If you're seeing this message, it means we're having trouble loading external resources on our website.

If you're behind a web filter, please make sure that the domains *.kastatic.org and *.kasandbox.org are unblocked.

Main content

### Course: Differential Calculus>Unit 1

Lesson 14: Infinite limits

# Connecting limits at infinity notation and graph

Sal analyzes a function with an asymptote and finds the correct description of the two one-sided limits of the function at that asymptote.

## Want to join the conversation?

• Do limits have a application without calculus?
(2 votes)
• How do we know if we should approach from the left or the right side? I started doing this problem by myself first and when I see x-->6+ I automatically went for left tor right because it seemed to me that I was going from minus infinity to +6...
(2 votes)
• 6⁺ means the limit from the right, because we're looking at the region in the positive direction (to the right) of 6. 6⁻ is from the left because we're looking at the region in the negative direction (to the left).
(3 votes)
• I'm looking for ways one can solve a limit function through different methods, and found that my school and Khanacadamy's way of tackling these materials are somewhat different. I'm not sure if Sal mentioned this (my calculus book discussed this btw) but you could also find algebraically the limit of a function as x approaches infinity by dividing by the highest power of a variable. did sal mention this somewhere?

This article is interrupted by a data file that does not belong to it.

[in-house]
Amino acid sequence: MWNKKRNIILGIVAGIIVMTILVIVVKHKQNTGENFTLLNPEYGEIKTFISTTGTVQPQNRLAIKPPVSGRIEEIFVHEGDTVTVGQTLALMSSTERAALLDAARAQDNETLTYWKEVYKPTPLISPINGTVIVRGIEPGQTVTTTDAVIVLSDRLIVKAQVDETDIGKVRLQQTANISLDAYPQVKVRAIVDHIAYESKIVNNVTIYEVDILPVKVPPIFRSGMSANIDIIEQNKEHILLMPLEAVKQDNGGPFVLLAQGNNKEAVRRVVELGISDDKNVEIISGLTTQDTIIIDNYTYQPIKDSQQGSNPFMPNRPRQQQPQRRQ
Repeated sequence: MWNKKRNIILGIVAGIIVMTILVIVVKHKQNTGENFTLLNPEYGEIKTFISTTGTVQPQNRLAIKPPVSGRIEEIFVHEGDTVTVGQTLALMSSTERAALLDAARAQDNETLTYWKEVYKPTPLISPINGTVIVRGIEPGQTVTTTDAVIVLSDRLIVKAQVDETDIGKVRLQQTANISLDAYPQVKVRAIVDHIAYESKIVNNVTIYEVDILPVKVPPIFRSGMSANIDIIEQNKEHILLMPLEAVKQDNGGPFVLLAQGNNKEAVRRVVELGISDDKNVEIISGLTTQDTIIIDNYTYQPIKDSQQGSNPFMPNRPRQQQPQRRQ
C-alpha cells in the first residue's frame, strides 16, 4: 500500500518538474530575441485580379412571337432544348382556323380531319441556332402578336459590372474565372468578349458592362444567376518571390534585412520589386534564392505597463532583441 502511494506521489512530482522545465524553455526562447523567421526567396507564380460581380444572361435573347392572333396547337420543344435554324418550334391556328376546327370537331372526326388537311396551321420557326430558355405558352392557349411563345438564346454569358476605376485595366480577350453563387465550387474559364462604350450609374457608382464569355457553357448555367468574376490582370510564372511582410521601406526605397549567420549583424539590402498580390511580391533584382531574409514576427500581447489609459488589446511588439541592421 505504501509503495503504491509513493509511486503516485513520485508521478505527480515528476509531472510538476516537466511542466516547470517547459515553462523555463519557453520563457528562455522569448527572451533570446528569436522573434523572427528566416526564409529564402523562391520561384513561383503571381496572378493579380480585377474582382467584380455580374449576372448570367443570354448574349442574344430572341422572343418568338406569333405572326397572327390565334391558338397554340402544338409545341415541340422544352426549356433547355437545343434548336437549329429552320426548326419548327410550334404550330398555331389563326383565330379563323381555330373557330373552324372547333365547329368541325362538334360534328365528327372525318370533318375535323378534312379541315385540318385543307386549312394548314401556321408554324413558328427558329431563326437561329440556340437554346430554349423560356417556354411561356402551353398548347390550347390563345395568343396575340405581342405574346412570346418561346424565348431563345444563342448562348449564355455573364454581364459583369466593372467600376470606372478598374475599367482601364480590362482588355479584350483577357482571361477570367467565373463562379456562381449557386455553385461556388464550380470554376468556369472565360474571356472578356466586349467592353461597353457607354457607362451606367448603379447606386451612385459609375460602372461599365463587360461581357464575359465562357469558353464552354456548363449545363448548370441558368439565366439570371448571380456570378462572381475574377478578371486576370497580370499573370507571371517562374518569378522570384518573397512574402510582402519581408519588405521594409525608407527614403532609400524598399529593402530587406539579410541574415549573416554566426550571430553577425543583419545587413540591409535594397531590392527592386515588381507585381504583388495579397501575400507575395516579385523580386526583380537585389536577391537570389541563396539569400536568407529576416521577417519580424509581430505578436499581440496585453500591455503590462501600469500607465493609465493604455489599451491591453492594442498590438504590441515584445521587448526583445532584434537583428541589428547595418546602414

(1 vote)
• why i dont know but whenever is ee such graphs i try to calculate the formula of the equation. wouldnt it be good to express them also?
(1 vote)
• In this video: https://www.khanacademy.org/math/differential-calculus/dc-limits/dc-limits-from-graphs/v/one-sided-limits-from-graphs-asymptote
it was said that a limit that approaches infinity "does not exist".
(Maybe because of the epsilon-delta defintion)

Now we say that negative Infinity and positive infinity or just infinity is a valid answer. What should I write in a test? I prefer to write infinity but this goes against the epsilon-delta defintion.
(0 votes)

## Video transcript

- [Voiceover] We're asked to select the correct description. It looks like all the descriptions deal with what is the limit of f of x as we approach six from either the right hand side or from the left hand side, so let's think about that. So first let me just do the left hand side. So the limit of f of x as we approach six from the left hand side, what is this going to be equal to? So as we approach from the left hand side we can see f of four is a little under two, f of five looks like it's around three, f of 5.5 looks like it's a lot higher, f of 5.75 even is just going off the charts, so it looks like this is going unbounded in the positive direction, so we could say that this right over here is positive infinity, and if we were to think about the limit of f of x as we approach six from the right side, what is this going to be? Well here, f of seven, it's negative, f of 7.5 is even more negative, f of 6.5 is even more negative, f of 6.1 is way more negative than that, f of 6.01 would be even more negative than that. So it looks like this is unbounded in the negative direction, so this is negative infinity. so let's see which of our choices match up to that. so the way they listed it, they listed the limit from the right direction first, so that's this one, so the limit of f of x as x approaches six from values greater than six, we have negative infinity, so that is these two choices, these two choices say that, so we're gonna rule out those two choices. And then we think about as we approach six from the left hand side, we see that we go to positive infinity, and that is this choice right over here, so we rule out that one, and that is what we will pick.